Since then, she says, the district’s changed its whole approach: to support more struggling students early on, so they never land in special ed; do deeper assessments that take a child’s whole life story into account; and to try to better tailor services to each special ed student, instead of putting them in cookie cutter programs.
There has been progress. The district’s entire black student population has dropped a lot since that 2010 audit, but the number of black students in special ed has gone down more than twice as much. Back then, black students were eight-and-a-half times more likely than non-black students to be labeled “emotionally disturbed.” That’s down to just under four-and-a-half times more likely. African American special ed students are much less likely to be segregated in special schools today. And the district is pushing towards what’s known as full inclusion — keeping special ed students in regular classes for most of the day.
All that, and still, Robertson says, “It’s absolutely out there, disproportionality.“
In part because of that, the California Association of School Psychologists is pushing state education officials to lift the ban on intelligence testing for African American students imposed in the Larry P. case. They say that it hasn’t solved the problem of disproportionality and “places school psychologists in the untenable position of being required to perform assessments that are substantively different for students whose skin happens to be black compared to other groups.” Tests and the training of those who administer them have evolved, they say. The Association of Black Psychologists maintains the tests remain biased and should not be used.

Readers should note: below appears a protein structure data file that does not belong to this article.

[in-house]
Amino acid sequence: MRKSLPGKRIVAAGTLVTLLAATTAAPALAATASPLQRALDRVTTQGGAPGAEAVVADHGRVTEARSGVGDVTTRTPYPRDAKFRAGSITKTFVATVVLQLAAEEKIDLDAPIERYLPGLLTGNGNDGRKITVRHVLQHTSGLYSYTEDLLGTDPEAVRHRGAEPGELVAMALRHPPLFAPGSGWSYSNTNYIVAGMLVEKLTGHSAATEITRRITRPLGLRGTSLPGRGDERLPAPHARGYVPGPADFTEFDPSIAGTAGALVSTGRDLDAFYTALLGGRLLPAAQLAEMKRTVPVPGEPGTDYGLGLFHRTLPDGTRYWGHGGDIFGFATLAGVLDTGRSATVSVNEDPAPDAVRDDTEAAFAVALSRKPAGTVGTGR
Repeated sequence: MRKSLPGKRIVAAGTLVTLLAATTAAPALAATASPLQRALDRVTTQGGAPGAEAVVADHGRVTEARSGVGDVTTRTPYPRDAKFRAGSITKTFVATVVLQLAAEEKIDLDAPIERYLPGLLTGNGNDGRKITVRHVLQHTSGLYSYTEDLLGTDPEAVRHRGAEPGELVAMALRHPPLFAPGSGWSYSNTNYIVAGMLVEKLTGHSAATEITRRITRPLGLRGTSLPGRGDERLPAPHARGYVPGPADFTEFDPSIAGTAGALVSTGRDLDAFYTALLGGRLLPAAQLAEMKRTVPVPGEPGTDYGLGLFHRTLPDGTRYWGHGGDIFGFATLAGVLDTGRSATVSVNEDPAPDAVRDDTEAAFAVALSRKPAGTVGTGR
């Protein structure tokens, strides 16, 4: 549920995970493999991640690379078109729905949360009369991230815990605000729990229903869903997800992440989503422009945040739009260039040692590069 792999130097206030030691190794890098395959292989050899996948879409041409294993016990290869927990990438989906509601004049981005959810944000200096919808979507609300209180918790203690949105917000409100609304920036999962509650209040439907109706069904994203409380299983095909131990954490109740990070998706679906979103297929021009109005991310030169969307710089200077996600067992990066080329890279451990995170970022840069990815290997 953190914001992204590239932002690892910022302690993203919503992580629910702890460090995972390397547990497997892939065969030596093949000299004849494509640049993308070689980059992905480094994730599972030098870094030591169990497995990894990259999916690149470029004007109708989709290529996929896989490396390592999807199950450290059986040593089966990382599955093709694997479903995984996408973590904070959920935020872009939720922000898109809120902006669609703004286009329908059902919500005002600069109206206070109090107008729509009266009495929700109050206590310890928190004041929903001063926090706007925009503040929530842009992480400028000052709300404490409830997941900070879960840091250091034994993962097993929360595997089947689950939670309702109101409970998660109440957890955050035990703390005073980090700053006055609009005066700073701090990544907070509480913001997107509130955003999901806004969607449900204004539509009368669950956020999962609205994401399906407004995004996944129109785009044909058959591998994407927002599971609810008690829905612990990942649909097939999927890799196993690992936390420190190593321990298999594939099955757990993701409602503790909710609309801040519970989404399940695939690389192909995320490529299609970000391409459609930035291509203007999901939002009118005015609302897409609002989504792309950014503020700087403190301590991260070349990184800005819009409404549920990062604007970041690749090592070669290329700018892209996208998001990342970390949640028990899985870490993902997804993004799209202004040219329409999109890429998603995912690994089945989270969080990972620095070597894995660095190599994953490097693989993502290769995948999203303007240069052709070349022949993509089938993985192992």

But disproportionality doesn’t necessarily mean that black students don’t need special education services.
“That’s the crux of my tension in this work,” says Robertson, “is who do we identify? who do we not identify? what is a good referral? what’s not a good referral? That is with me every single day, particularly for black children.”
Even if a student doesn’t qualify for special ed, Robertson says, the district still needs to provide the kind of support that can help that child do well in school, not just academically but socially and emotionally. That’s the goal. There are some bright spots, where it seems to be working.
On a recent day, students at Downtown High School are giving an end-of-the-semester presentation. Downtown is a continuation school for students 16 and older, so by definition, they didn’t succeed in the district’s so-called comprehensive high schools. The school is like a microcosm of San Francisco’s black student crisis. It has a disproportionately high number of black students — and just under a third of them are in special ed. That’s compared to a fifth of the school’s non-black students.